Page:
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The Dogmatic Spirit

firm grasp upon determining principles;

its vivid apprehension of the logical and
ultimately the inevitable practical
feels of this and that apparently unim-
portant modification of truth; its conse-
quent zeal to preserve the truth from
corruption and its devotion to its
propagation: these are the elements of
the true dogmatic spirit. It is,
ly, as Malan's biographer forcibly
points out, the true missionary spirit--
the spirit of the Apostle Paul.
by Benjamin B. Warfield
What is called the dogmatic spirit is
not popular among men. It is
ized by an authoritative method of
presenting truth; by an unwillingness
to modify truth to fit it to current con-
ceptions; by an insistence on what
seem to many minor points; and above
all by (what lies at the root of most of
its other peculiarities) a habit of .think-
ing in a system, and a consequent habit
of estimating the relative importance of
the separate items of truth by their logi-
cal relation to the body of truth, rather
than by their apparent independent
value. Such a habit of mind seems to
be the only appropriate attitude toward a
body of truth given by revelation, and
committed to men only to embrace,
cherish, preserve, and propagate. It
seems to be, moreover, the attitude
toward the body of revealed truth com-
mended to those who were to be its
"ministers" and not its masters, by the
Lord and his apostles, when they placed
it as a rich treasure in the keeping of
stewards of the mysteries of God, but it
is irritating to men. They would discuss
rather than receive truth. And, if they
must receive it, they would fain modify
it here and there to fit preconceived
opinions or permit cherished practices.
Especially in a busy age in which
Pilate's careless question, "what is
truth 7" represents the prevailing attitude
of men's minds, the dogmatic habit is
apt to fare somewhat badly.
An illustration of what is meant by
the dogmatic spirit may be found in a
passage in the biography of that great
servant of Christ, Caesar Malan, who is
B.B. Warfield, wu, by
any llandanl, one or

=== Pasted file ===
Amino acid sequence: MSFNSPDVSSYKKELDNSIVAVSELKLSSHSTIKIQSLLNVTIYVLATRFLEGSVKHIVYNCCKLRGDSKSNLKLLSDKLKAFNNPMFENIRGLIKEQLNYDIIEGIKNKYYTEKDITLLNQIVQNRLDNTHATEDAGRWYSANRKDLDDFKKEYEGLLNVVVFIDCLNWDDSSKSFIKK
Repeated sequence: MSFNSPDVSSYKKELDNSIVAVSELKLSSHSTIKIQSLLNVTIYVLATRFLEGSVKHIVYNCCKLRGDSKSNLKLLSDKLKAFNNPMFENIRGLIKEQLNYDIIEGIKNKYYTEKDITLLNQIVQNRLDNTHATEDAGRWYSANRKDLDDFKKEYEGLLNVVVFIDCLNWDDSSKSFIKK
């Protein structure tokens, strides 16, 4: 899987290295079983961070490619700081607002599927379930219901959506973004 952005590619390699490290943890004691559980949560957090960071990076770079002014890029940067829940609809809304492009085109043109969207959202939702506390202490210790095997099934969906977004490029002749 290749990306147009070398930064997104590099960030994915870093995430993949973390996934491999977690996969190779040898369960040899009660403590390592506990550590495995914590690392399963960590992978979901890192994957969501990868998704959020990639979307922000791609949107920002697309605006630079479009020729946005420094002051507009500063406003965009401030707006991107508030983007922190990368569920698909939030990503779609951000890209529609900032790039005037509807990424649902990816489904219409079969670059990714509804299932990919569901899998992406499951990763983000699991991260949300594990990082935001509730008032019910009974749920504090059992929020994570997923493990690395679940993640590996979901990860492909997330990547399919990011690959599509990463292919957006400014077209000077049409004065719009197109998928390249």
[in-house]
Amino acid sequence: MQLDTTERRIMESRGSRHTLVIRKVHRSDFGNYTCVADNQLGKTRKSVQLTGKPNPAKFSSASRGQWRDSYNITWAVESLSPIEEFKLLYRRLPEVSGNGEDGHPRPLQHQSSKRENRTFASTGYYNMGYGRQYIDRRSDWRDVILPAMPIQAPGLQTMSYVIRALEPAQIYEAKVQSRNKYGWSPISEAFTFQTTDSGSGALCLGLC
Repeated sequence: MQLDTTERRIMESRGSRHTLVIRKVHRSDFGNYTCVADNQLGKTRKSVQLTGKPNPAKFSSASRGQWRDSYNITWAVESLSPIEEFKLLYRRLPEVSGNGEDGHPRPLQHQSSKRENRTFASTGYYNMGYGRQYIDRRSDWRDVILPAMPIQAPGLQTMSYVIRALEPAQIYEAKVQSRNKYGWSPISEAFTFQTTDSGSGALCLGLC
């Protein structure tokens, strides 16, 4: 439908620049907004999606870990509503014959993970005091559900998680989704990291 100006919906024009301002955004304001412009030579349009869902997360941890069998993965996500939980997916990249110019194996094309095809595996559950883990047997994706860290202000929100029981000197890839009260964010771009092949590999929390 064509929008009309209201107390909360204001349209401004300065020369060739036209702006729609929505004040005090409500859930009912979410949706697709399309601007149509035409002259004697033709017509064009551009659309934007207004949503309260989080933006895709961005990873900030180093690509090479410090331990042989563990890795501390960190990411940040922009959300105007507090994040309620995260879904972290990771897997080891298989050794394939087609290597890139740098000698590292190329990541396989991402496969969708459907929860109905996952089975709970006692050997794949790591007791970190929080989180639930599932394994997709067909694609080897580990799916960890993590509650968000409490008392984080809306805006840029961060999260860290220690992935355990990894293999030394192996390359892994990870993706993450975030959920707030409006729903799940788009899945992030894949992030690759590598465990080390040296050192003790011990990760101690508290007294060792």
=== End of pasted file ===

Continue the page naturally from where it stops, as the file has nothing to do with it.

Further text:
glln1 In the history of
America. He taught at
PrinCeton Theological
Semlraary for
decade., unlll Ills
death In Ull. He
WTole a Vll&l aumber
of fine utlc:lel and
The Counsel of Chalcedon, April, 1989
forgotten already in the land which he
served so nobly in the gospel of Christ,
but to whom, under God, along with
. his compeers, Merle D'Aubigne and
Louis Gaussen, Switzerland owes her
awakening to the light of truth in this
century. It is, perhaps, none the worse
as an illustration that it presents the
dogmatic habit in an extreme form, and,
in the opinion of the biographer at
least, in perverted action. The bio-
grapher is pointing out what he be-
lieved to be Malan's greater fitness for
the missionary than for the paStoral
office. He thinks his habit of mind,
We may observe its working in Paul,
in the Epistle to the Galatians. Here
burns the purest zeal for that gospel
which he had been sent to preach.
Doubtless the preaching of the Judaizers
appeared to the Galatians as but a slight
modification of that of Paul--a modifica-
tion which did not affect the essence of
the gospel, and which presented many
"o o it is not a matter of small importance
whether we preserve the purity of the gospel."
flring him with zeal for the whole
truth, eminently fitted him for the one
function and somewhat unsuited him
for the other. "Called to be a witness, a
confessor, an apostle," he says, "we
may say of him what the chief of the
apostles scrupled not to say of himself,
that 'he was not sent to baptize, but to
preach the gospel.' . . . . Looking at
everything from the most serious point
of view, tracing each offense not to its
secondary or accidental source, but to
those abstract principles which his
spirit so rapidly divined, and the issues
of which he so vividly apprehended, it
was too probable that with him every
act of heedlessness would be a crime,
every unenlightened sentiment a here-
sy," [the spirit by] which the dogmatic
habit is exposed It may be misled into
harsh judgments of individuals by its
own clear view of the consistency of
truth, and its own vivid realization of
the significance and issue of special er-
rors and shortcomings. But its essential
virtue is also here presented before us.
Its clear insight into truth as a body and
in its parts; its rapid perception of and,
advantages. The Judaizers also preached
Christ. They preached Christ as the
mised Messiah of Israel, only through
the acceptance of whom could entrance
be had into the messianic salvation. To
them. too, therefore, the promised re-
demption was unattainable save through
the promised Messiah. But though they
preached that only in his name could
salvation be had, they denied that it
could be had in his name alone.
thing else was requisite. Men must
accept the Messiah; but men must also
be circumcised--men must keep the
men must enter into life by the gate of
Judaism. It was this teaching--not the
proclamation of an entirely anti-Chris-
tian system-which Paul brands as a
different kind of gospel or rather no
gospel at all, but only a troubling of
Zion by those who would pervert the
gospel of Christ
Was Paul narrow-minded and over-
severe in this? Evidently there were
many Galatians who thought so. Why
harshly pronounce those" accursed" who
taught fundamentally the same doctrine